Hog futures continue downward slide
At the Chicago Mercantile Exchange, live cattle were mixed, and feeders were mostly higher ahead of the week’s direct cash business. Feeders found some additional support from the mostly lower move in corn. April live cattle closed $.40 higher at $162.52 and June lives closed $.62 higher at $156.10. April feeders closed $.07 higher at $194.70 and May feeders closed $.40 higher at $199.55.
It was another quiet day for direct cash cattle trade business on Tuesday. Both bids and asking prices have been slow to surface this week. There was a handful of deals reported on Monday in Kansas at $162 live and in Iowa at $266 dressed, but that’s not near enough to establish a trend. Look for the bulk of the week’s business to take place in the back half of the week.
At the Callaway Livestock Center in Missouri, steer calves 400 to 500 pounds were firm with spots of $5 higher, steers 550 to 600 pounds were $5 to $10 lower giving back last week’s gains on the very active market. Steers 600 to 650 pounds were $2 to $5 lower, and steers 650 to 750 pounds sold steady to firm. Feeder heifers 400 to 550 pounds were firm to $5 higher with the most advance on the 450 to 550 pounds heifers, 550 to 600 pounds were mostly steady, and heifers 600 to 700 pounds were $8 to $10 lower. The USDA says demand was good on a moderate supply with more fall calves in the offering. The market remains very active despite the lower prices. Receipts were up on the week and down on the year. Feeder supply included 50% steers and 47% of the offering was over 600 pounds. Medium and Large 1 feeder steers 550 to 586 pounds brought $225 to $238.50 and feeder steers 655 to 684 pounds brought $205 to $214. Medium and Large 1 feeder heifers 561 to 598 pounds brought $194.50 to $207 and feeder heifers 606 to 647 pounds brought $187.75 to $192.
Boxed beef closed lower on light demand for moderate offerings. Choice was $1.10 lower at $279.92 and Select was $2.39 lower at $271.55. The Choice/Select spread is $8.37. Estimated cattle slaughter was 127,000 head – even on the week and up 4,000 on the year.
Lean hog futures were mostly lower, pressured by long-term demand uncertainties. April lean hogs closed $.72 lower at $77.05 and May lean hogs closed $.45 lower at $84.70.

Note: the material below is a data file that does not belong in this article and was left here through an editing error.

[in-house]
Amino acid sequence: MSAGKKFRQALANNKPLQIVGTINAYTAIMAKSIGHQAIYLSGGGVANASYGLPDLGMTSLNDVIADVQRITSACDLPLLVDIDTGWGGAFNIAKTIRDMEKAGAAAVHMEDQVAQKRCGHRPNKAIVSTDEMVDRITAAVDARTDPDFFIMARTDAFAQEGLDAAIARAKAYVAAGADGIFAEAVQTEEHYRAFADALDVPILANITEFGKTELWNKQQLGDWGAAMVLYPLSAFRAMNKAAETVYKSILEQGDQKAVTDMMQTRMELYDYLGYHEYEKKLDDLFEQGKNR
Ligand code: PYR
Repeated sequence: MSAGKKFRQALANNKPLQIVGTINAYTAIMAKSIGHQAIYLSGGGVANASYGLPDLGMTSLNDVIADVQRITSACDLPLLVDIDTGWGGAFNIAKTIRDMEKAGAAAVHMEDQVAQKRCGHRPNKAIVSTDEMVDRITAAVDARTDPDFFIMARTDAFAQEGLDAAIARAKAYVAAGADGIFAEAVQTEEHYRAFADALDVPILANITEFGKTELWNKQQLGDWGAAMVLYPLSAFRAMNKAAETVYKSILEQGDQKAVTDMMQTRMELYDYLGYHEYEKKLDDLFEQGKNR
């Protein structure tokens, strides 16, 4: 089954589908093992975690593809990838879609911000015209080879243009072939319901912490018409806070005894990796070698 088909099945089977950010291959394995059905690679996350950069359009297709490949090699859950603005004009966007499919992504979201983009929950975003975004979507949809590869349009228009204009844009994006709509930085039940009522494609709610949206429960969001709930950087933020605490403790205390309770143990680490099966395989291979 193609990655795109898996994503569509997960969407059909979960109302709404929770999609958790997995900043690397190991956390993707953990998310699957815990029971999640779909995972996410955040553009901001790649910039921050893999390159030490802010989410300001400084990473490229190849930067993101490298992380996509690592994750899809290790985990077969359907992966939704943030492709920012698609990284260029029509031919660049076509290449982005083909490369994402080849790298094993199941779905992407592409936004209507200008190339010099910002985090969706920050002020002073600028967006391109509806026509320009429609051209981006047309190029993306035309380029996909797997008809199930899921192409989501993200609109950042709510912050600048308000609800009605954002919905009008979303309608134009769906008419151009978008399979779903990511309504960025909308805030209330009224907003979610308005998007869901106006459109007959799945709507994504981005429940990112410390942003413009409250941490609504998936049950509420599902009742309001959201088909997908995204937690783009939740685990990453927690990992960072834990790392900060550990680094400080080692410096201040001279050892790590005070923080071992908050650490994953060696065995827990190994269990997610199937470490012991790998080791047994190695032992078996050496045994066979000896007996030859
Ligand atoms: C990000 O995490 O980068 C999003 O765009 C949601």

Cash hogs closed higher with a solid negotiated run. The cash hog market has been consistently inconsistent. Following the sluggish start on Tuesday, processors got more aggressive in their procurement efforts in the afternoon and bid up to move their desired numbers. This has been the recent trend in the cash hog market. Ample supplies of market-ready hogs are giving packers a little more leverage. Demand overall has been relatively strong on the global market and domestically, but there are concerns a weakening global economy could put pressure on prices. Barrows and gilts at the National Daily Direct closed $1.60 higher with a base range of $70 to $79 and a weighted average of $78.06; the Western Corn Belt closed $1.54 higher with a weighted average of $78.61; the Eastern Corn Belt had no comparison but a weighted average of $76.39. Prices at the Iowa/Minnesota were not reported due to confidentiality.
Butcher hogs at the Midwest cash markets are steady at $60. At Illinois, slaughter sow prices were $3 lower with moderate demand for moderate offerings at $48 to $60. Barrows and gilts were steady with moderate demand for moderate offerings at $46 to $58. Boars ranged from $15 to $25 and $8 to $15.
Pork values closed weak – down $.12 at $81.52. Bellies, butts, loins, and ribs were lower. Picnics and hams were higher. Estimated hog slaughter was 485,000 head – even on the week and up 8,000 on the year. Monday’s hog slaughter has been revised to 459,000 head.